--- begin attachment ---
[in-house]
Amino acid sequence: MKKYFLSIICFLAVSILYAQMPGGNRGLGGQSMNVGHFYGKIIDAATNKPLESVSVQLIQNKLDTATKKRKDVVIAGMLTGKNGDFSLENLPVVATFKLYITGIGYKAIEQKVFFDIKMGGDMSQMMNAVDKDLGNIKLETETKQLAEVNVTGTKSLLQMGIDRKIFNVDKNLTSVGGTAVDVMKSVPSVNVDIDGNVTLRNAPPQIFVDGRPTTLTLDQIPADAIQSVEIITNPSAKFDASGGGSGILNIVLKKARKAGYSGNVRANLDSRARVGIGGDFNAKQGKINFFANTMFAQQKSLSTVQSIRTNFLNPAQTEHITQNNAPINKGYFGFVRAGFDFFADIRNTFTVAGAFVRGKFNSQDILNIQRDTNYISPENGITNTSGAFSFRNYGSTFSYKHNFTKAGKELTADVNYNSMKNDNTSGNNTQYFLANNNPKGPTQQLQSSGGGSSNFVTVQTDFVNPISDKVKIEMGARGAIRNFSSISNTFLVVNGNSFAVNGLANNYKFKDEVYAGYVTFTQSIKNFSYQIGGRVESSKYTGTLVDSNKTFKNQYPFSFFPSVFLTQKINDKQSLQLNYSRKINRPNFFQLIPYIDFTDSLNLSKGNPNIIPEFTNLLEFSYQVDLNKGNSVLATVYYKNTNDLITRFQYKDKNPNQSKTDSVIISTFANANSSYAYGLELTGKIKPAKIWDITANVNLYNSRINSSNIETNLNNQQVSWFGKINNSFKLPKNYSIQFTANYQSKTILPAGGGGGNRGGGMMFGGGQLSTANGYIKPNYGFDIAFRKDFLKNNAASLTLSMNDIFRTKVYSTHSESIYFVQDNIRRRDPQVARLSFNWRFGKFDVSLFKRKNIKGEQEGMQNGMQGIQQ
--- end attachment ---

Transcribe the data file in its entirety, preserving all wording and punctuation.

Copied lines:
[in-house]
Amino acid sequence: MKKYFLSIICFLAVSILYAQMPGGNRGLGGQSMNVGHFYGKIIDAATNKPLESVSVQLIQNKLDTATKKRKDVVIAGMLTGKNGDFSLENLPVVATFKLYITGIGYKAIEQKVFFDIKMGGDMSQMMNAVDKDLGNIKLETETKQLAEVNVTGTKSLLQMGIDRKIFNVDKNLTSVGGTAVDVMKSVPSVNVDIDGNVTLRNAPPQIFVDGRPTTLTLDQIPADAIQSVEIITNPSAKFDASGGGSGILNIVLKKARKAGYSGNVRANLDSRARVGIGGDFNAKQGKINFFANTMFAQQKSLSTVQSIRTNFLNPAQTEHITQNNAPINKGYFGFVRAGFDFFADIRNTFTVAGAFVRGKFNSQDILNIQRDTNYISPENGITNTSGAFSFRNYGSTFSYKHNFTKAGKELTADVNYNSMKNDNTSGNNTQYFLANNNPKGPTQQLQSSGGGSSNFVTVQTDFVNPISDKVKIEMGARGAIRNFSSISNTFLVVNGNSFAVNGLANNYKFKDEVYAGYVTFTQSIKNFSYQIGGRVESSKYTGTLVDSNKTFKNQYPFSFFPSVFLTQKINDKQSLQLNYSRKINRPNFFQLIPYIDFTDSLNLSKGNPNIIPEFTNLLEFSYQVDLNKGNSVLATVYYKNTNDLITRFQYKDKNPNQSKTDSVIISTFANANSSYAYGLELTGKIKPAKIWDITANVNLYNSRINSSNIETNLNNQQVSWFGKINNSFKLPKNYSIQFTANYQSKTILPAGGGGGNRGGGMMFGGGQLSTANGYIKPNYGFDIAFRKDFLKNNAASLTLSMNDIFRTKVYSTHSESIYFVQDNIRRRDPQVARLSFNWRFGKFDVSLFKRKNIKGEQEGMQNGMQGIQQ